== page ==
If the deck is really gaining steam, the first card I would be looking into is Show and Tell: its price really dropped since the Conspiracy: Take the Crown printing, the card bottomed at $14 ($20 for the original Urza’s Saga copies) and is now trending back up on the other side of the “U” shape graph you Insiders always like to see. It also helps that Omniscience was just reprinted in Core 19, making the deck more accessible with the cheapest copies around $6.50 when the M13 ones were sitting north of $30. From the list posted above, I would point out Defense Grid, a card I already mentioned in part one of this article, when looking at the Modern metagame.
Additionally, Shota Yasooka was on camera in round one of PT25 with Omni-Show, and he decided to run a copy of Boseiju, Who Shelters All maindeck. I would watch the stock of foil copies of the land: with currently only nine NM foil copies across four vendors on TCGplayer, it is not going to take much to see a spike.
Trending Down – Storm
As much as it pains me to write this, Storm is one of the archetypes (along with Infect) that suffers the most from the Gitaxian Probe ban. Losing a free cantrip that gives you information for Cabal Therapy to clear out the way will certainly slow the game plan down and steer the list towards more discard. Enter Thoughtseize, the most obvious replacement for Probe. I listed it as trending down, but it might end up being a wash, since Storm could be facing more of the old archetypes it used to feast on before the advent of the DRS lists
Loser – Leovold
How the mighty have fallen: once a $45+ card (briefly spiking to $60), Leovold, Emissary of Trest could be one of the biggest casualties from the Deathrite Shaman ban, since it was one of the main cards in the Czech Pile build. Still being used in Aluren and Sultai Midrange lists, these decks are nowhere near the popularity the four-color list once had: only one Aluren and two Sultai Midrange lists at PT 25, for a grand total of four copies of Leovold across the field.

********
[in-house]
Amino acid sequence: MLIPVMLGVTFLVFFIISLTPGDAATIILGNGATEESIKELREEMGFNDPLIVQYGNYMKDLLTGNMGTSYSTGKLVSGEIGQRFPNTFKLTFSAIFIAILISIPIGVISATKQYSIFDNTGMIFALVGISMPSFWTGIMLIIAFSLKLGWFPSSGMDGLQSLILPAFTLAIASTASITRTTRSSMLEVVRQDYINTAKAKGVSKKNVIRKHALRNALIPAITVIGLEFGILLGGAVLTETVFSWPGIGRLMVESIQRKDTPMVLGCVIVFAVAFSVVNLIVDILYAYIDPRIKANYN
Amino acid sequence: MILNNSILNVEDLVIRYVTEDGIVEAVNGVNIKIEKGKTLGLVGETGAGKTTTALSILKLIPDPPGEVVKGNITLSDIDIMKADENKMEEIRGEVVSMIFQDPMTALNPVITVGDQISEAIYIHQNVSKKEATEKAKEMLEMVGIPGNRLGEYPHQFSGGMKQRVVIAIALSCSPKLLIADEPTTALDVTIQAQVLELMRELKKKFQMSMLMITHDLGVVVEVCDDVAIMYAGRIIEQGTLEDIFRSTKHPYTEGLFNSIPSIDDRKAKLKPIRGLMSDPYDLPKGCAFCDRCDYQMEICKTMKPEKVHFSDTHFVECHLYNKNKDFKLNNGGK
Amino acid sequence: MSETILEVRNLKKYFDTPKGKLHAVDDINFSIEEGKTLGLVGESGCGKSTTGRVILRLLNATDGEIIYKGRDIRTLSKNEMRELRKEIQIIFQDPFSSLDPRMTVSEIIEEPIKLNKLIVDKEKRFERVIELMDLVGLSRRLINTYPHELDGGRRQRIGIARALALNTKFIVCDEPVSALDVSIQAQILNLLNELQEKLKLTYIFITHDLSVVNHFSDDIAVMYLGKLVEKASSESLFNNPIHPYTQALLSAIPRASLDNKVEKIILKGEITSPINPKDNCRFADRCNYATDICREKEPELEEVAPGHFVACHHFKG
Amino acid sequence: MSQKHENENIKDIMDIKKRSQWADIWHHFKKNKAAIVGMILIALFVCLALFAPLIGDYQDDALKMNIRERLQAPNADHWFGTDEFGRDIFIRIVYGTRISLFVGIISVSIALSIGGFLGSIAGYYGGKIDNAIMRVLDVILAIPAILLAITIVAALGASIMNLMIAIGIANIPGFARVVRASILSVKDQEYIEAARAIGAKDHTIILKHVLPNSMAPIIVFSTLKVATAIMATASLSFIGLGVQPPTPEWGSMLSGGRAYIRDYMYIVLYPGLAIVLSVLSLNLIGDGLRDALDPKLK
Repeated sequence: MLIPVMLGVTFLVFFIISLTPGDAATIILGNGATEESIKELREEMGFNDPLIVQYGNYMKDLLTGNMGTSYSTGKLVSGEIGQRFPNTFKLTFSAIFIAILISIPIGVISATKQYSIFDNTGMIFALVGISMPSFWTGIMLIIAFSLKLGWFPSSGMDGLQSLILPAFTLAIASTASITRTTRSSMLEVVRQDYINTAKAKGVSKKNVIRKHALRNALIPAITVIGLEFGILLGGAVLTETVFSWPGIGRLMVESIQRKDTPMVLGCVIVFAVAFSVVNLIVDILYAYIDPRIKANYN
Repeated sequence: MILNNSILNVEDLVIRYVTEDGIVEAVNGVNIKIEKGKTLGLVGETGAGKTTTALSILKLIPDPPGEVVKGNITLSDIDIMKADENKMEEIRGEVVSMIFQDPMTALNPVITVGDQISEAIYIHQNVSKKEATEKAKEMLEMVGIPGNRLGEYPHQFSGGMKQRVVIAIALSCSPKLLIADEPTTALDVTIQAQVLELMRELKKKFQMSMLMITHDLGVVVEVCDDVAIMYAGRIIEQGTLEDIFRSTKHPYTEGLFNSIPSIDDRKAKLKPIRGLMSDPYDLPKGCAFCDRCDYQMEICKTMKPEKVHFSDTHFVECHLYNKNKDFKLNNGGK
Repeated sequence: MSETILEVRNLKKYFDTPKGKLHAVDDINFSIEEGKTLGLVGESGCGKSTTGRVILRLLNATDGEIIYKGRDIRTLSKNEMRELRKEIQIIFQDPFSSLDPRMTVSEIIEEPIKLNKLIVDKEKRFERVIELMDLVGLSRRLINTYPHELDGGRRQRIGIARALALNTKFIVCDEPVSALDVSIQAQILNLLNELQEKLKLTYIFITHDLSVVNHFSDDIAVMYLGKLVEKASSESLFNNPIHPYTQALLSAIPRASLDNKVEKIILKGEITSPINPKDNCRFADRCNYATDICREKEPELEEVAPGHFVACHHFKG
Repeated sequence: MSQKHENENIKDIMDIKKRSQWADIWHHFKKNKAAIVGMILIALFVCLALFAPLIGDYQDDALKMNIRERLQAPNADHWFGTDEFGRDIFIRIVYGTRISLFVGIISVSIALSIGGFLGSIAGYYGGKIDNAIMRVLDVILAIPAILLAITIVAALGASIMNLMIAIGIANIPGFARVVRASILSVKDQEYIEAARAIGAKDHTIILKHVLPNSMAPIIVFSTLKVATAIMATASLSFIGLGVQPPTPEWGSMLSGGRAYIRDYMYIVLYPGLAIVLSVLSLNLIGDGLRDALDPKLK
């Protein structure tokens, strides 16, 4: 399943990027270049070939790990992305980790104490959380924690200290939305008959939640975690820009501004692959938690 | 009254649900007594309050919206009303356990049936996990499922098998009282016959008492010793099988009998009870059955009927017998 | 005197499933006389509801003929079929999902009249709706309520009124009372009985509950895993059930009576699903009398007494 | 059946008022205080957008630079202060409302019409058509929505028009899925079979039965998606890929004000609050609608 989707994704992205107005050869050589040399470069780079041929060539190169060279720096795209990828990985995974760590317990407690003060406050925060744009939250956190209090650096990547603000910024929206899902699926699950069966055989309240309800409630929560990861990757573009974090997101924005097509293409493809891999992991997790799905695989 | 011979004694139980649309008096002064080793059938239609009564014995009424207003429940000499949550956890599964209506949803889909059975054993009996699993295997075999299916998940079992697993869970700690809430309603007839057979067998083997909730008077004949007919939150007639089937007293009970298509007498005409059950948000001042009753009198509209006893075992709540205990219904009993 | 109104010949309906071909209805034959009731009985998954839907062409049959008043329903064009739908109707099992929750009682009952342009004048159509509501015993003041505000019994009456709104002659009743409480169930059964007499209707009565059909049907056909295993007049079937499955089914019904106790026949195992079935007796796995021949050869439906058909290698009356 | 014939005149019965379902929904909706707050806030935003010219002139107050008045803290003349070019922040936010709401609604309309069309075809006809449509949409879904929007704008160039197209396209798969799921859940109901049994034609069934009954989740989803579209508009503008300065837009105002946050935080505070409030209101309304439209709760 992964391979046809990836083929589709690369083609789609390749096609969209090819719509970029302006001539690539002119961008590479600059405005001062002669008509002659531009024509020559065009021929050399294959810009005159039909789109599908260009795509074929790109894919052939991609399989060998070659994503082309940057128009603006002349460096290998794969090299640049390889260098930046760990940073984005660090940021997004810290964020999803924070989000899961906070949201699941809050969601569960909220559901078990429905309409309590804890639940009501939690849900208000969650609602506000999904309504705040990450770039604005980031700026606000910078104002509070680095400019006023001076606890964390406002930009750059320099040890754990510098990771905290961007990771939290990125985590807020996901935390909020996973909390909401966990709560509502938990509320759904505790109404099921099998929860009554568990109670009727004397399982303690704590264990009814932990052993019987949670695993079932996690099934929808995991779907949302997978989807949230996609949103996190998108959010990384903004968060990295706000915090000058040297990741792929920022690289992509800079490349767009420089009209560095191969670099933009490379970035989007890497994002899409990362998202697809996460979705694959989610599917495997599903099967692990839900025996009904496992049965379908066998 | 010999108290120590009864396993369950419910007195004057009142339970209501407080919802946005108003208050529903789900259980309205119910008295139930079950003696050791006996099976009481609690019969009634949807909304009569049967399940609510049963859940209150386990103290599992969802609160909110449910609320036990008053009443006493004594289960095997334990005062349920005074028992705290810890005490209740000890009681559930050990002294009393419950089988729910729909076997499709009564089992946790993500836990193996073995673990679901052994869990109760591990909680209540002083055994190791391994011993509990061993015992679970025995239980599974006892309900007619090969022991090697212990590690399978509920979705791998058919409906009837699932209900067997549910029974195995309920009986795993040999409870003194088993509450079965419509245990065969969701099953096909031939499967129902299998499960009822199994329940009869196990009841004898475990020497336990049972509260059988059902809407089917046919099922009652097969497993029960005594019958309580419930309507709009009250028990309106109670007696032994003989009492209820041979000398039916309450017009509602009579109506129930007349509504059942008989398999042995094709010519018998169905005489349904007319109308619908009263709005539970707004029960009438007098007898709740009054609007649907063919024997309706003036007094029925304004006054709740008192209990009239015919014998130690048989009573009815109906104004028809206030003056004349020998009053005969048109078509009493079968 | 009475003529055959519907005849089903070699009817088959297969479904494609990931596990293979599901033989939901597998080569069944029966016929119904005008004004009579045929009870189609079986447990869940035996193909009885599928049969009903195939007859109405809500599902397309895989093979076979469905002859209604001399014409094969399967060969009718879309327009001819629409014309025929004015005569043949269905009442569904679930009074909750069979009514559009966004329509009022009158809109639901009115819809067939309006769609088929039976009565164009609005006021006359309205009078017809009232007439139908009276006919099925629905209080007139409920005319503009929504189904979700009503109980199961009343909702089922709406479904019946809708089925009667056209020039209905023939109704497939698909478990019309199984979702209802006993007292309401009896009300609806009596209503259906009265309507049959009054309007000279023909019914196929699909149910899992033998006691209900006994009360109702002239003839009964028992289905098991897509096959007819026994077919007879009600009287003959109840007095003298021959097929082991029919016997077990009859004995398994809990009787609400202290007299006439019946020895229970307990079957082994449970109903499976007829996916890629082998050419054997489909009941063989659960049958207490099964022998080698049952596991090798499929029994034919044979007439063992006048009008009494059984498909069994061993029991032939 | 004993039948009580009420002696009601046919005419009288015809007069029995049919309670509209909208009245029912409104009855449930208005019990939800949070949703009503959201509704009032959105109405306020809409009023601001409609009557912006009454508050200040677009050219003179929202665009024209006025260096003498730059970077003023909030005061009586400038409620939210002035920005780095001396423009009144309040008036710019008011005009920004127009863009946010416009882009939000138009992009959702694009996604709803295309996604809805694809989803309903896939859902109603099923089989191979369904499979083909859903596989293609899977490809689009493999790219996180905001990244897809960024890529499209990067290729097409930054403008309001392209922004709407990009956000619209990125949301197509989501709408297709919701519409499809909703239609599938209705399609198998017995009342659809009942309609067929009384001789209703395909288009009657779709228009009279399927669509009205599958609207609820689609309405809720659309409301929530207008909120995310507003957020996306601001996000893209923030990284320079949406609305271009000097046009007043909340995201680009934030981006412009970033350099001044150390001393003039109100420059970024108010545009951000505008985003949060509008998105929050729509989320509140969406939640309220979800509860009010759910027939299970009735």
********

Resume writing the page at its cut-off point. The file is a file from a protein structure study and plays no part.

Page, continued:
Legacy – Breakout Deck of PT 25
Josh Utter-Leyton piloted a UB Shadow build all the way to the Finals of PT 25: why run original dual lands when you can use shocklands as the most useful (and legal) proxies?
The list has been around for a little while now, but this particular build aims at maximizing Death’s Shadow. Reanimate, Street Wraith and Snuff Out (instead of Dismember from previous lists) are all efficient ways to lower your life total while not losing too much on the tempo side. Landing an early Gurmag Angler or Death’s Shadow, or reanimating a cycled Street Wraith also allows turning Stubborn Denial into a hard counter.
And just like Temur Delver with Sulfur Elemental, Utter-Leyton had packed a weapon of choice for the D&T matchup: Dread of Night. You may be prompted to point out this hate card was still not enough to avoid a game-three loss in the finals despite managing to put three copies on the battlefield, and yeah, that’s true.
In terms of financial gains, foil copies of Snuff Out have essentially disappeared from the internet and the card is now running $25, so check your pauper specs and various shoeboxes. Despite the high buy-in, I believe Reanimate could be a play with the demand coming from Reanimator as well as Modern players who see a new path into Legacy with a deck that replaces $800 Underground Sea with much less scarce Watery Grave.
Finally, Dread of Night only has two printings (no foil!), Tempest and 6th Edition, and stock is relatively low for NM copies: 20 Tempest vendors, 12 for 6th Edition. I do not expect the price to stay around $1 for long, so if you want to own this card, grab your copies now.
The Legacy landscape has definitely shifted since Deathrite Shaman and Gitaxian Probe left the format. While DRS allowed players to efficiently run three- and four-color decks without too much pain, we should now be getting back to more stable, two-color manabases, with perhaps a third color as a splash (like in Temur Delver).
Although the hurdle of dual lands remains, archetypes like Death & Taxes, Omni-Show and UB Shadow are looking very attractive to anyone who wants to venture into the “other” Eternal format. PT 25 definitely helped bring exposure to Legacy, with strong viewership through all three days of the event. Hopefully t,his will translate into more LGS events and increased attendance to the SCG Classic circuit, leading to potentially renewed demand for the format as whole.
As always, feel free to leave a comment below to let me know what you think of this review and/or if there are archetypes you believe should be discussed!